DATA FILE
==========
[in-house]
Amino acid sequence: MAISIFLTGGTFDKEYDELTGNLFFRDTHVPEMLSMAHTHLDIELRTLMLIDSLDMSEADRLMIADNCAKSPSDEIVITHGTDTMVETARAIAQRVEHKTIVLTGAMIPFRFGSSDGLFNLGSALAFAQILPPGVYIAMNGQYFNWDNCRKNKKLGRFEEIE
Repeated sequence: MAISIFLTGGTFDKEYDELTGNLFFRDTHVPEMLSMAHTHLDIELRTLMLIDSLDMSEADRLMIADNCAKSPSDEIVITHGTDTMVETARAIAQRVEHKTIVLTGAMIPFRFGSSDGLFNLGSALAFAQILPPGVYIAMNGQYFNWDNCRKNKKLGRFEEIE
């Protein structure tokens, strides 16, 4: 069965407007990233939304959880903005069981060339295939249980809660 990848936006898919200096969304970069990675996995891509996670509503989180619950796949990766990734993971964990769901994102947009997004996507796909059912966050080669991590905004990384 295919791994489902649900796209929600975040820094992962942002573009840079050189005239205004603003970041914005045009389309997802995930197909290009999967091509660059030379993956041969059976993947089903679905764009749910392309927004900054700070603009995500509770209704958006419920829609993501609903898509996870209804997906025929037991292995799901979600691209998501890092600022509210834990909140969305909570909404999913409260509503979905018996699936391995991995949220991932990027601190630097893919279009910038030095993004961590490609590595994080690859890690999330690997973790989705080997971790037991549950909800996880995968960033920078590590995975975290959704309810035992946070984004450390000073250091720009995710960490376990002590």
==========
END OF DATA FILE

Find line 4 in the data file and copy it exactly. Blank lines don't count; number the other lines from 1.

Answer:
């Protein structure tokens, strides 16, 4: 069965407007990233939304959880903005069981060339295939249980809660 990848936006898919200096969304970069990675996995891509996670509503989180619950796949990766990734993971964990769901994102947009997004996507796909059912966050080669991590905004990384 295919791994489902649900796209929600975040820094992962942002573009840079050189005239205004603003970041914005045009389309997802995930197909290009999967091509660059030379993956041969059976993947089903679905764009749910392309927004900054700070603009995500509770209704958006419920829609993501609903898509996870209804997906025929037991292995799901979600691209998501890092600022509210834990909140969305909570909404999913409260509503979905018996699936391995991995949220991932990027601190630097893919279009910038030095993004961590490609590595994080690859890690999330690997973790989705080997971790037991549950909800996880995968960033920078590590995975975290959704309810035992946070984004450390000073250091720009995710960490376990002590």